Incentive-based equity is a significant form of compensation for employees, consultants, and other service providers for many types of businesses, but perhaps no more so than for startup companies that have limited resources to pay cash compensation. Given the popularity of the limited liability company (LLC) as the entity of choice for new companies, the issuance of “profits interests” as a form of non-cash compensation to attract, incentivize, reward, and retain employees, consultants, or other service providers has become more prevalent. When used as incentive compensation, “profits interests” offer many benefits for both the company and the recipient, including flexibility and the potential for favorable tax treatment.

What are “Profits Interests?”

Generally, “profits interests” are a restricted form of economic interest in LLCs and other entities taxed as partnerships that provide rights to receive a share of the future increase in income or profits from, and appreciation in value of, the company (most frequently from proceeds received in connection with a sale or other cash-out transaction). All company value existing at the time of grant is attributed to the then-existing equity holders of the company. “Profits interests” are usually junior in right to the “capital interests” of the equity holders of the company (those parties who have invested actual money) and usually do not possess all of the rights held by holders of such “capital interests” (such as voting and consent rights). Vesting requirements and other restrictions (such as company repurchase rights) can also be attached to “profits interests” by the company.

What are the Benefits of “Profits Interests?”

While a company could issue restricted capital interests, options to buy interests or interest appreciation rights (very similar to restricted stock, stock options, and stock appreciation rights in a corporation), “profits interests” carry some tax advantages over such other forms of equity-based compensation, including:

  • Tax Timing – Since a “profits interest” represents a right to a share of future company value, it has zero value upon receipt and the grant of the “profits interest” does not result in taxable income to the recipient at the time of grant (unlike in the case of the grant of restricted stock in a corporation, where, at the time of grant, the recipient is subject to tax (at ordinary income rates) on the difference between the price paid for the restricted stock and the value of the restricted stock).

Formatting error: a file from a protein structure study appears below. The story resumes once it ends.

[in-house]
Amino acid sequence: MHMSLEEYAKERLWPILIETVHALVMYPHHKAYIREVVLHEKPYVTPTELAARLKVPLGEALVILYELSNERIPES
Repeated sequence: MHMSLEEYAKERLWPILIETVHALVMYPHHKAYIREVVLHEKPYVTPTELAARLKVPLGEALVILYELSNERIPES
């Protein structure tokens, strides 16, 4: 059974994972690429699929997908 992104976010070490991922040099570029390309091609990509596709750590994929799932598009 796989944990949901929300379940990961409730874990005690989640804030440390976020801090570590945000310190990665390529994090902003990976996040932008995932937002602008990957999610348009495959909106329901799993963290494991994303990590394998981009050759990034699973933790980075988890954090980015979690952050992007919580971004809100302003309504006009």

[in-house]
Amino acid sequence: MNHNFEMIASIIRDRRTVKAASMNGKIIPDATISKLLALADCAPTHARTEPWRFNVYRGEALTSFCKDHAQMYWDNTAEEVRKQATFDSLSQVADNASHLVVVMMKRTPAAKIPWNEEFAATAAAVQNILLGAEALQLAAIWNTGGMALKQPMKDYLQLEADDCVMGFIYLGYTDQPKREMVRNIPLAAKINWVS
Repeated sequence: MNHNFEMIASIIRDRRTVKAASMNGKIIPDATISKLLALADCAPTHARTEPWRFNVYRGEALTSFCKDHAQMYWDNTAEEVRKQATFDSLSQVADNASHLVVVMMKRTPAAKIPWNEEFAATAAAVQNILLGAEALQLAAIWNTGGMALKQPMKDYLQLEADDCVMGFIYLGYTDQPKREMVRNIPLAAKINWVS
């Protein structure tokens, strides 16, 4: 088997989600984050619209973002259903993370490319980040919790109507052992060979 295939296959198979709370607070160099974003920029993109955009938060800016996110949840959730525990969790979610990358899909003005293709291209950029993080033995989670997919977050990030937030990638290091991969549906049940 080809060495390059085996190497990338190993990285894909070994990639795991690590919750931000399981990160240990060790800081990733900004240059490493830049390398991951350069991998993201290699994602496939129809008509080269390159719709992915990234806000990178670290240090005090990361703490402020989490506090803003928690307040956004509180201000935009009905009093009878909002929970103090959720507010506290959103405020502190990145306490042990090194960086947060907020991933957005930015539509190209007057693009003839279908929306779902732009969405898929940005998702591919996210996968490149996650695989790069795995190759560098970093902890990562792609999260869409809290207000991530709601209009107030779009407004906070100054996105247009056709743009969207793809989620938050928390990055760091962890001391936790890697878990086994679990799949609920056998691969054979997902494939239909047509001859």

• Favorable Tax Treatment – Since a “profits interest” represents an actual equity interest in the company, upon its later sale or redemption, it will generate income to the recipient subject to favorable capital gains treatment, subject to certain tax rules (unlike in the case of stock options and appreciation rights issued in a corporation, where, until such securities are exercised by the holder for actual shares of stock, they do not represent equity in the company, and any value attributable to such rights will be taxed at higher ordinary income tax rates).
  • Equity Holder Status – The grantee of a “profits interest” becomes an actual equity holder of the company for tax purposes (unlike in the case of the recipient of stock options and appreciation rights issued in a corporation, where, until such securities are exercised by the holder for actual shares of stock, the grantee is not the holder of any actual ownership interest in the company).

What Issues Should Companies and Recipients Consider in Connection With the Grant of “Profits Interests?”

Before deciding to grant “profits interests” companies should consider:

  • the administrative cost of issuing “profits interests” (there is an administrative cost to managing the issuance of “profits interests,” which increases over time as the company makes additional grants);
  • how the “profits interests” will be valued (at the time of each grant of a “profits interest,” the company will need to determine the proper value of the company, which in most cases is done using a third-party valuation firm); and
  • the differences in reporting for financial and tax purposes (because of differences in standards of valuing “profits interests” for financial reporting and tax reporting purposes, “profits interests” can present challenges for the company and its accountants in establishing proper values for these purposes).

Before agreeing to the receipt of “profits interests” as a form of equity-based incentive compensation, recipients should consider:

  • the value that has been set for the company at the time of grant of the “profits interests” (a value that has been set too high may mean that the recipient will never likely share in future company value);
  • whether the “profits interests” are subject to a vesting schedule (and if so, what happens if applicable vesting conditions are not satisfied); and
  • whether the class or series of equity for which the “profits interests” are being granted are subject to different rights or benefits than other classes or series of equity in the company (such as rights to distributions of operating income vs. distributions upon “capital transactions;” rights to tax distributions on allocable company income; voting or consent rights on company actions; and transfer restrictions or company repurchase rights).